Like many other vampire legends, the Moroi is associated with blood-sucking. However, in some versions of the myth, they do not actually drink blood – instead, they feed on human energy or life force.

The Dhampir

This legend comes from Serbia, Bulgaria, and other parts of Eastern Europe. The Dhampir is said to be the offspring of a vampire father and a human mother, possessing both human traits as well as those of their vampiric parentage.

Dhampirs are said to possess special powers that allow them to detect and hunt vampires, creating a unique role for these half-human, half-vampire creatures. In fact, despite their unusual parentage, Dhampirs are often portrayed as heroic figures in popular culture – using their unique abilities to fight against evil forces such as vampires or other supernatural beings.

The Chupacabra

The Chupacabra is a fascinating creature that has been reported in many countries around the world, including Spain, Portugal, Italy, and others around the Mediterranean Sea region.

According to legend, the Chupacabra is a hairless dog-like creature with spikes along its back. It is said to attack and kill livestock – particularly goats – by draining their blood. Its name literally translates to “goat-sucker” in Spanish, which gives an indication of its preferred prey.

One of the most interesting aspects of the Chupacabra myth is its association with modern technology. Many sightings of the creature have been reported in recent decades – often accompanied by blurry photographs or shaky videos taken on cell phones or other devices. This has led some people to speculate that the Chupacabra may be some sort of mutated animal that has evolved as a result of human activity.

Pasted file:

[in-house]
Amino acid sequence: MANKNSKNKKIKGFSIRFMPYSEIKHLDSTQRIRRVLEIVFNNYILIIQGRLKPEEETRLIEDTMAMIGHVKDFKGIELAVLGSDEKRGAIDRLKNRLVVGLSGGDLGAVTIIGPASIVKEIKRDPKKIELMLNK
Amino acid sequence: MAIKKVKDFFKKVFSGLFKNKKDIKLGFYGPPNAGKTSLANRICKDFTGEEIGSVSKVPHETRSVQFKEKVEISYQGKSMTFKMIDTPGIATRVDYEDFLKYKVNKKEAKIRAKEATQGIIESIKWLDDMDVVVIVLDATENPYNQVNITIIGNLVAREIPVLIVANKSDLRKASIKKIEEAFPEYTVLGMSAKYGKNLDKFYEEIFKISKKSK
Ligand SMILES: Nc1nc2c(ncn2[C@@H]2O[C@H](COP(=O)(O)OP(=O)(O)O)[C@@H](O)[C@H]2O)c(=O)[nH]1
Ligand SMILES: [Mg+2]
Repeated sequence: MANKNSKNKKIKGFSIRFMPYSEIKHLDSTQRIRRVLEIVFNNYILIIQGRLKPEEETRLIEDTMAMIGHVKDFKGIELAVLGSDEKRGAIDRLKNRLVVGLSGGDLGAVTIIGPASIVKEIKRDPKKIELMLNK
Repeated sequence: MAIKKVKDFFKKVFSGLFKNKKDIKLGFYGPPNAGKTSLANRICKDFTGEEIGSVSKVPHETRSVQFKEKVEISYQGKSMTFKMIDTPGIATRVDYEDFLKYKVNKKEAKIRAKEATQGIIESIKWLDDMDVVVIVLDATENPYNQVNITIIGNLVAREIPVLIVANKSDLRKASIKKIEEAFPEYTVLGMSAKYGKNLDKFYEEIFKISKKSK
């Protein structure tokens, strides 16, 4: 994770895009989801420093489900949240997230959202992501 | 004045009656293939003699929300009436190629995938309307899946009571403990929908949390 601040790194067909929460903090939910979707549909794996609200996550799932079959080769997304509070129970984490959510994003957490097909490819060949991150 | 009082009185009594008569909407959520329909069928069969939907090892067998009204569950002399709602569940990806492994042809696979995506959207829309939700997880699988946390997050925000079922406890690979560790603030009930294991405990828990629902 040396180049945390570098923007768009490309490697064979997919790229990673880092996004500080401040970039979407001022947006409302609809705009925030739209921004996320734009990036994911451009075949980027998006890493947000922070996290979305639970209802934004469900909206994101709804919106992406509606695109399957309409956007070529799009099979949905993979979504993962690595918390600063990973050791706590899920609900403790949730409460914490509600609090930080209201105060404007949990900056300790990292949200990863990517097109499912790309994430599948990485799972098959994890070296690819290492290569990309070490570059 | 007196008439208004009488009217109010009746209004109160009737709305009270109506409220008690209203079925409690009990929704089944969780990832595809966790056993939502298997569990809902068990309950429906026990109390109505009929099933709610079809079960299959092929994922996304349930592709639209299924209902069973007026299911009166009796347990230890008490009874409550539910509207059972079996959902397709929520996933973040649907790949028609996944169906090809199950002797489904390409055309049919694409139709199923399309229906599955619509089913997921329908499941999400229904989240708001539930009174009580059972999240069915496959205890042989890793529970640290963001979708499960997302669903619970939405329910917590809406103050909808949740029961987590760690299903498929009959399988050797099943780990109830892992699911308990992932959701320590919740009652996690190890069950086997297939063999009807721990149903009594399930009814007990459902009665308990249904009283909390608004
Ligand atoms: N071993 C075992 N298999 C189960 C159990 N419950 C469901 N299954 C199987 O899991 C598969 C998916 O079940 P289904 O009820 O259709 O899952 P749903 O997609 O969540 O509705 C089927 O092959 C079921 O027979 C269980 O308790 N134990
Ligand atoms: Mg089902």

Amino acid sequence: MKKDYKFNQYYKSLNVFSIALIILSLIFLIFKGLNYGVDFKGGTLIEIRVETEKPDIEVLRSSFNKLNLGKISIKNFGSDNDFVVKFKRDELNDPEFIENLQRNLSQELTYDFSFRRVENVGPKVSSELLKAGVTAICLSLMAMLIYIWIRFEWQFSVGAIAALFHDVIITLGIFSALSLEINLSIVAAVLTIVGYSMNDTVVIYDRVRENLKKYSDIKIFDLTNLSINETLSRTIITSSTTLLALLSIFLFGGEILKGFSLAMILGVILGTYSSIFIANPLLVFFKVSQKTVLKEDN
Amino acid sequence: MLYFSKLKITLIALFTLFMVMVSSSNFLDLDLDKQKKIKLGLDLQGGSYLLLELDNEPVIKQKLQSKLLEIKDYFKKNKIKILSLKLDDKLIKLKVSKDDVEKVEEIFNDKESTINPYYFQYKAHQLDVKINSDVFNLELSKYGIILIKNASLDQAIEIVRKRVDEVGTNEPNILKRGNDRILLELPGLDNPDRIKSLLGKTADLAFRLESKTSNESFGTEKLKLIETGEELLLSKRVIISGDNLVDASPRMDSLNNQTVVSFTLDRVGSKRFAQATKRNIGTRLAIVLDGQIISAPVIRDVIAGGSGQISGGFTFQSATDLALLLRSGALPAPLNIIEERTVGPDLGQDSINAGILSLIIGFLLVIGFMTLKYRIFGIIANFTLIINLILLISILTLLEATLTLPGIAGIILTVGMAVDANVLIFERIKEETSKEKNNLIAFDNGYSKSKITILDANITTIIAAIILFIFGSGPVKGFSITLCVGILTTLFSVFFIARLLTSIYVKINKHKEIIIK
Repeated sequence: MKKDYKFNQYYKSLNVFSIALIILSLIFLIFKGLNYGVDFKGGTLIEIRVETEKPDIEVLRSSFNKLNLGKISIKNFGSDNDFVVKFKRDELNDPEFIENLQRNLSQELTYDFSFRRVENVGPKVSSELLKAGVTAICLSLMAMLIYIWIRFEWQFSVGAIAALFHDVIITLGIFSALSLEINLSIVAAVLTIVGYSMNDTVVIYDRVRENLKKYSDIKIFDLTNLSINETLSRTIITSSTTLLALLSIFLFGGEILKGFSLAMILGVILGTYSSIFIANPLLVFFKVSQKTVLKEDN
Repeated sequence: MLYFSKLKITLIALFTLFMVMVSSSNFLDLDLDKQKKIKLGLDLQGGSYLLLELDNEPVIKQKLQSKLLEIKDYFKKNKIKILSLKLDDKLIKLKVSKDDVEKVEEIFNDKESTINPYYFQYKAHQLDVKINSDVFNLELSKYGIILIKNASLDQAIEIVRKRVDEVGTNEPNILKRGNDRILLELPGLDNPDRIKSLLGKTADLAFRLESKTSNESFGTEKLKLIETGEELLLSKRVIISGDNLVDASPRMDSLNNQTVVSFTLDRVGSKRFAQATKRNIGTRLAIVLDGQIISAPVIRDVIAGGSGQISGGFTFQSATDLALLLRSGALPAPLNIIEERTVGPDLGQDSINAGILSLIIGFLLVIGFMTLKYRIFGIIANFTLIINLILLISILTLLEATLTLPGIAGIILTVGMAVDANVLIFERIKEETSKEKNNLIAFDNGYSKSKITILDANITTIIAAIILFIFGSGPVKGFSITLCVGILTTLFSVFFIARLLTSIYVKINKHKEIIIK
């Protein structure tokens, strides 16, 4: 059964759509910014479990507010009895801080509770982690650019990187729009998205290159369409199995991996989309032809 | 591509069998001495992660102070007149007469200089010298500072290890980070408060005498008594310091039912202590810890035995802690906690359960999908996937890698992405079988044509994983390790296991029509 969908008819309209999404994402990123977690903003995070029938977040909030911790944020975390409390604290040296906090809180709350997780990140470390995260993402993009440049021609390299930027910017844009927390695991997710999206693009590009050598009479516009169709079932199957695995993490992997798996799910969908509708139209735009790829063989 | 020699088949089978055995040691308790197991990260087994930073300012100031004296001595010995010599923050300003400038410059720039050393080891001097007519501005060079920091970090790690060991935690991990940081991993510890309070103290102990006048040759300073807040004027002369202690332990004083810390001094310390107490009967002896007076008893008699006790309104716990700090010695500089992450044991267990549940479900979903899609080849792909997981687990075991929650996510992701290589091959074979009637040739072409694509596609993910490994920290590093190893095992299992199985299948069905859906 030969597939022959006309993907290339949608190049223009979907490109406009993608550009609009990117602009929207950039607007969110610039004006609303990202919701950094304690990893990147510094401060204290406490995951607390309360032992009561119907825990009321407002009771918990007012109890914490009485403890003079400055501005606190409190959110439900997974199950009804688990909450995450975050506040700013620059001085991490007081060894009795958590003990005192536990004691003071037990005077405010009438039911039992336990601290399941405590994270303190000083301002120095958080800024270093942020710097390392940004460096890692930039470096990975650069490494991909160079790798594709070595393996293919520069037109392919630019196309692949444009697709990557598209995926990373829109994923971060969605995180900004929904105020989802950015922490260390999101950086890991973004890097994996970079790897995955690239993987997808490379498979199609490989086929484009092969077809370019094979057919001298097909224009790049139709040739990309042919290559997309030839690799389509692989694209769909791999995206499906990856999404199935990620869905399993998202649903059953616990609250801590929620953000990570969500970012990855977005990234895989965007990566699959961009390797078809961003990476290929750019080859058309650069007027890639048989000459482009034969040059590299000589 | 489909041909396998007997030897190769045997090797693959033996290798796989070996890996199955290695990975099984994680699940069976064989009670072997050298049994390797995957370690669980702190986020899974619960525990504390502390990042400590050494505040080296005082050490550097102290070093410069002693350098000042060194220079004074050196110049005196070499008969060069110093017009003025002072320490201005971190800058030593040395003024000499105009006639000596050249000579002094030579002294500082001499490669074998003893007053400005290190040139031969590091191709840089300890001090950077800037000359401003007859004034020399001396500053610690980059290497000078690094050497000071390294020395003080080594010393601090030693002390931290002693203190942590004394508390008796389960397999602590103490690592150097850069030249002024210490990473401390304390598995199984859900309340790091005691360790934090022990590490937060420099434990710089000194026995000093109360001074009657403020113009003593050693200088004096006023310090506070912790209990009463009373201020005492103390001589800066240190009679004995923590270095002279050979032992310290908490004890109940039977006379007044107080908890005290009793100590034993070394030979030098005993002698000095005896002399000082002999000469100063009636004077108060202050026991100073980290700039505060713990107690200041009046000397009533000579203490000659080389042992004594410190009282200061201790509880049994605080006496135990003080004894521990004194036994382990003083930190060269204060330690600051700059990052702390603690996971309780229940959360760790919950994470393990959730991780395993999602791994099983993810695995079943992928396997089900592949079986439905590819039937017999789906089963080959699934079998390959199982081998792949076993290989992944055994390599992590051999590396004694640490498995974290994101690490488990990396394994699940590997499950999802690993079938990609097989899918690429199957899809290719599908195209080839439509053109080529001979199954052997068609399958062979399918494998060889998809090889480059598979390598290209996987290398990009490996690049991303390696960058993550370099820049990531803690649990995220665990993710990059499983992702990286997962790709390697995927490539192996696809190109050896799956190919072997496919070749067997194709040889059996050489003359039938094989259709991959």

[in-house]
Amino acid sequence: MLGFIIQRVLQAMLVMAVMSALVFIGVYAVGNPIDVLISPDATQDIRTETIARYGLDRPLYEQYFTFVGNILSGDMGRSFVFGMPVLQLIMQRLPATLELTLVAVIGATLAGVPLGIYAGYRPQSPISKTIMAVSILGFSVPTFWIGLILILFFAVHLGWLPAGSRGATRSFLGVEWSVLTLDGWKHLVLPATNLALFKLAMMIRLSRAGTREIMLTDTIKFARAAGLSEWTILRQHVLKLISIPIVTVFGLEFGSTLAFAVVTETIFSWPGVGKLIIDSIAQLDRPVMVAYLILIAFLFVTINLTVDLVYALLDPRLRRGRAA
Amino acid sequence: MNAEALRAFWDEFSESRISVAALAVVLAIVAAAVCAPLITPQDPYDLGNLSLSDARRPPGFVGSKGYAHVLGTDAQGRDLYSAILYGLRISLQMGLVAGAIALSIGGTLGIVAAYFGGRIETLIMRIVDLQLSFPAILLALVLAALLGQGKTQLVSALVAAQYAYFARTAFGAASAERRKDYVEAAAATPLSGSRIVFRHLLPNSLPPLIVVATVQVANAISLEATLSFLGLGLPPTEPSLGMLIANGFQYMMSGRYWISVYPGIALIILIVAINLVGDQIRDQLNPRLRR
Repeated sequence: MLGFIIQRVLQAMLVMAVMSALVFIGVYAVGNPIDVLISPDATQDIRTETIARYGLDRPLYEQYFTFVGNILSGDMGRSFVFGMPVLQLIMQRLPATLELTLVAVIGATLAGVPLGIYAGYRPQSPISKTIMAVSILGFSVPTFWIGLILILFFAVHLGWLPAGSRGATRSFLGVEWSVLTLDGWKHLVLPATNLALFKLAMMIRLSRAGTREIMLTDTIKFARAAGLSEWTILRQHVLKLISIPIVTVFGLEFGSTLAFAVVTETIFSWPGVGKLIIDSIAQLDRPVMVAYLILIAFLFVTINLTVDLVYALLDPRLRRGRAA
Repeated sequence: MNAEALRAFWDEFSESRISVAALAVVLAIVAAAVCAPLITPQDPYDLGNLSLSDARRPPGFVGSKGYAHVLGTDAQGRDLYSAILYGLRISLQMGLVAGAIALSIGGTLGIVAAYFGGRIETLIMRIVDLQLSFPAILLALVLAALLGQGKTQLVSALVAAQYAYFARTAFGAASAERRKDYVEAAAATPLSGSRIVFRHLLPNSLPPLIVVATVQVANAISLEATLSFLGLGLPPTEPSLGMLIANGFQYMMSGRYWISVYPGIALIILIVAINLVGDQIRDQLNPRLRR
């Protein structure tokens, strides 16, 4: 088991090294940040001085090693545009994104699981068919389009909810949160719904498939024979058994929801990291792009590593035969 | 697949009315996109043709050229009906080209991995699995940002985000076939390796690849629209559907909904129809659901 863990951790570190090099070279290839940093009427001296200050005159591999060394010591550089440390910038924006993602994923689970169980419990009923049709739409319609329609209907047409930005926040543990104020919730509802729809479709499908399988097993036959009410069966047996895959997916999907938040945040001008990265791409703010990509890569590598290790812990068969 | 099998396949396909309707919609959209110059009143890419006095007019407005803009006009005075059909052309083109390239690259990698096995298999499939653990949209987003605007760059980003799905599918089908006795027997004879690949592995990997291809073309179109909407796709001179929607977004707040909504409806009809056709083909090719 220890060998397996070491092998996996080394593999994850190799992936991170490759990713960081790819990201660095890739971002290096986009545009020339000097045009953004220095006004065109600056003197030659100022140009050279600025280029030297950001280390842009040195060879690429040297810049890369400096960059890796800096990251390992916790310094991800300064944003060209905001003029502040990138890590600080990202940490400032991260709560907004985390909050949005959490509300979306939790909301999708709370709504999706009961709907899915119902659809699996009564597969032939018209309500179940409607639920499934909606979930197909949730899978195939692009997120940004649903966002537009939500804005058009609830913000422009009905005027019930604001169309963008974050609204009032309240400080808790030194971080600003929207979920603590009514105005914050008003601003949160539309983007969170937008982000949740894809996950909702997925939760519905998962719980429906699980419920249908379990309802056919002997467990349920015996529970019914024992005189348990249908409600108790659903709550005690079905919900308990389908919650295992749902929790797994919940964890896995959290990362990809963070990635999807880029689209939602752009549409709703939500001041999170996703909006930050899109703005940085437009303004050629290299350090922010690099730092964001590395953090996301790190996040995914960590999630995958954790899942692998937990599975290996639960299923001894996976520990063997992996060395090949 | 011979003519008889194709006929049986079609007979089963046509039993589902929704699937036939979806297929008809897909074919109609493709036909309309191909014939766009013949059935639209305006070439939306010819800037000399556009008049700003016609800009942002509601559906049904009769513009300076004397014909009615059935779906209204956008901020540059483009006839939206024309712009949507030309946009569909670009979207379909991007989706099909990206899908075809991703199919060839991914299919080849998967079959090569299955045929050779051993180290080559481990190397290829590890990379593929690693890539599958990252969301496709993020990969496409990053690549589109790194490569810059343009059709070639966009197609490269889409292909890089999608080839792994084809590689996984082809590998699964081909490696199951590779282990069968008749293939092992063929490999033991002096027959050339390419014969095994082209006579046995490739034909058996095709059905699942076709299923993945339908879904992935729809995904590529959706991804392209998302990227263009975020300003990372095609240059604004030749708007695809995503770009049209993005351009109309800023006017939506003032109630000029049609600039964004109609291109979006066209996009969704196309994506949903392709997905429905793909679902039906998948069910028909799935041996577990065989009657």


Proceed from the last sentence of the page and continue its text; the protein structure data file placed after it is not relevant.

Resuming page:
Despite numerous alleged sightings over the years, there is little concrete evidence to support the existence of the Chupacabra.


Vampire legends have played a significant role in European folklore and continue to captivate and terrify people around the world. These supernatural beings have taken many forms throughout history, from the seductive and aristocratic vampires of literature to the monstrous creatures of horror movies. But regardless of their appearance or characteristics, one thing remains constant – vampires represent our deepest fears and desires, reflecting back to us our own mortality and the ever-present allure of immortality.

As long as humans continue to seek answers about life, death, and the unknown, vampire legends will undoubtedly remain a fascinating and enduring part of our cultural consciousness.